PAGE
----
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When to Retire Your Therapy Dog
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Sometimes it’s hard to retire a therapy dog -- after all, the visits are satisfying and they make lots of people happy.
Don’t wait until an incident occurs, someone complains about your dog or speaks to the media. An error may ruin not only your team’s good reputation but could jeopardize all therapy dog teams.
Be alert to signs and signals as your dog’s well being may be affected. If necessary, get a second opinion. Love can be blind when it comes to your own dog.
Keep in mind the following signs that it may be time to retire:
- Your dog starts to act old
You know the markers: grey hairs appear; the coat becomes dull or thin; teeth decay; stiffness or soreness becomes apparent. Dogs deserve the right to enjoy their geriatric years work- free, without pain or needless stress and in the comfort of home. Besides, a dog in pain can be unpredictable or even aggressive. Mistakes can happen.
- Your dog signals an exit strategy
You know your dog best. Look for signs of stress: your dog doesn’t get excited about putting on the OTD collar and badge for therapy dog work; halts or pulls to go back to the car when you approach the facility; pulls to leave during a visit. These are telltale signs that something is wrong.
- Your dog gets grouchy
Therapy dogs are good-natured, cheerful and approachable. If your dog starts to avoid people, hides behind you or goes so far as to nip or growl, it’s time to retire.
- Your dog is no longer having fun
When the tail no longer wags during visits, or if your dog looks sad or depressed, then consider replacing therapy work with other activity that you and your dog can enjoy together.
- Your dog is sick
Call your vet if your dog isn’t well. If the condition is treatable, deal with it. If the condition is chronic, progressive or in any way hinders your dog’s ability to be a good therapy dog, then stop your visits – at least while your dog is ill. Wounds, surgeries, infections and injuries require time-out, or maybe retirement. Dogs on drugs or other substances that affect performance in all likelihood should be retired.
- Your dog loses its appetite
Most dogs love to chow down - no wonder that food is such a big motivator in training. When a dog loses interest in food or loses weight without being on a diet, something is likely wrong. Please look into it.
- Your dog starts to act “weird”
OTD member guidelines state that a dog needs to be retired when it shows signs of physical or mental distress during visits. Signs of mental stress include pacing, excessive shedding, licking the lips, trembling, shaking, yawning or whining. As dogs age, they can also show cognitive decline- call it doggy dementia.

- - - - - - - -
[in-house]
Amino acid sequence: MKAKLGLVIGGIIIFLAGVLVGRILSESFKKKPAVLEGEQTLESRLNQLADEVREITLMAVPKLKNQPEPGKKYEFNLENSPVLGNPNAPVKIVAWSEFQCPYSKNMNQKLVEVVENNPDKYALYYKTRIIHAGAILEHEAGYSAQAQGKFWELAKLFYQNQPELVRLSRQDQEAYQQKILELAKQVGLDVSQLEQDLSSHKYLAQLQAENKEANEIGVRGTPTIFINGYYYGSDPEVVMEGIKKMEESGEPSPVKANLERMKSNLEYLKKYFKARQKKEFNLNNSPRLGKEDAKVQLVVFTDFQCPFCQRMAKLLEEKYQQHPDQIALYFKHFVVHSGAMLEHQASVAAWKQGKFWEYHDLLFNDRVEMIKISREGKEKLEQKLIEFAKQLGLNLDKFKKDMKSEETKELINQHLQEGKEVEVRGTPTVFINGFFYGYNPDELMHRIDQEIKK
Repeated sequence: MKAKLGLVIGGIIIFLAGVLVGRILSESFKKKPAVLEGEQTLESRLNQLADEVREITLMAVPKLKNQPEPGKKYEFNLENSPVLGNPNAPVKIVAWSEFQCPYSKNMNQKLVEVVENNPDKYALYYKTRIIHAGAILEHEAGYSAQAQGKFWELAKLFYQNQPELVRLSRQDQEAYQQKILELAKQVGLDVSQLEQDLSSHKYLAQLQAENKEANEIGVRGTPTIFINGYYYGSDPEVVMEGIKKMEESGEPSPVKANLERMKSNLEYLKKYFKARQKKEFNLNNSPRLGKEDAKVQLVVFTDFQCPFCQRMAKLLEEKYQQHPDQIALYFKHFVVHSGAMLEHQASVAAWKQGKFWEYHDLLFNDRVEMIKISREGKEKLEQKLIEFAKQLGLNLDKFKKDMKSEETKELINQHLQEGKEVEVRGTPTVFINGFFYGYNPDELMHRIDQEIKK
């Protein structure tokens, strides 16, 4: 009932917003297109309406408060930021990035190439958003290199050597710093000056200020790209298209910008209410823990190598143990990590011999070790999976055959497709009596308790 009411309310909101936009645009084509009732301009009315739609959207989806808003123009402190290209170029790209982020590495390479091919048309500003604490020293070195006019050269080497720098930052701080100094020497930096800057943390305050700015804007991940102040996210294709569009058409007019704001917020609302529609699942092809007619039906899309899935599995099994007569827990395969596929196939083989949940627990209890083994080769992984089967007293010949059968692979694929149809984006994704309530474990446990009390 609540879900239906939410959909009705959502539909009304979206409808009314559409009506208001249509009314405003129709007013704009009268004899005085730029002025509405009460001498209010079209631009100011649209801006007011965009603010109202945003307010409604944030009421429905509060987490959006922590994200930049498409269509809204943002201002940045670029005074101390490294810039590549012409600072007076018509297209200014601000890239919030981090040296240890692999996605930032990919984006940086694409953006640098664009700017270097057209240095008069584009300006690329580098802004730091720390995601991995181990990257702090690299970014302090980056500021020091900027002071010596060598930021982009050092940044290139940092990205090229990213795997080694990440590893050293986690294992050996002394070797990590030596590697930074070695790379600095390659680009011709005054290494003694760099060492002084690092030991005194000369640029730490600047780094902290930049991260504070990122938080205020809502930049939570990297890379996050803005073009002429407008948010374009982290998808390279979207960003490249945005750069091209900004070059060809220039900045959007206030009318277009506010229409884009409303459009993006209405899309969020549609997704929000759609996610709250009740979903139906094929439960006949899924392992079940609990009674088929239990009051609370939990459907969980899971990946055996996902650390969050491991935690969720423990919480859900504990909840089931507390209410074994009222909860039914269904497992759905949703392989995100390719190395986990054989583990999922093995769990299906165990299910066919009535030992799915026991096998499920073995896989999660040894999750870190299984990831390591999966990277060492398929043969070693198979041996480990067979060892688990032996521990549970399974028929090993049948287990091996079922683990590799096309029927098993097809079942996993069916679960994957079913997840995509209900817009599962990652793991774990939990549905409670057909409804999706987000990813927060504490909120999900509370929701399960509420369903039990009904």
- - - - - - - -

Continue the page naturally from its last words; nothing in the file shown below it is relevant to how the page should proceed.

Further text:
- Your dog becomes disabled or less able
OTD therapy dogs come in many shapes, including dogs with disabilities. For example, a three-legged dog can be a real inspiration for an amputee patient. However, if a therapy dog develops a disability during its career, it may need to be retested. The animal may develop chronic pain or have hearing, visual or other disabilities that could pose a safety concern.
- Your dog needs a diaper
When bowel and bladder accidents happen, there is a problem. Dogs that are incontinent or accidentally urinate or defecate inside need to be retired as therapy dogs. It is unsanitary and unacceptable canine behavior. Also, this can be a health and safety risk, especially in public institutions such as hospitals and nursing homes.
- Your dog no longer wants to be cuddled
Who wants a visit with therapy dog that doesn’t want a pat, hug or cuddle?
If you find yourself in a position where it is best for your dog that visits stop, there may be other ways that you can use your skills to help Ottawa Therapy Dogs. Talk to a Board member or our Volunteer Co-ordinator to see how you can help.
Therapy Dogs Incorporated Rules and Regulations, Part 1, 2011 Governing Member Guidelines
Coren, Stanley. How to Speak Dog, Mastering the Art of Dog-Human Communication. The Free Press. 2000
Prepared by Julianne Labreche, Associate Member, OTD, Margot Montgomery, OTD Board Member.
OTD Toolbox Infosheet #11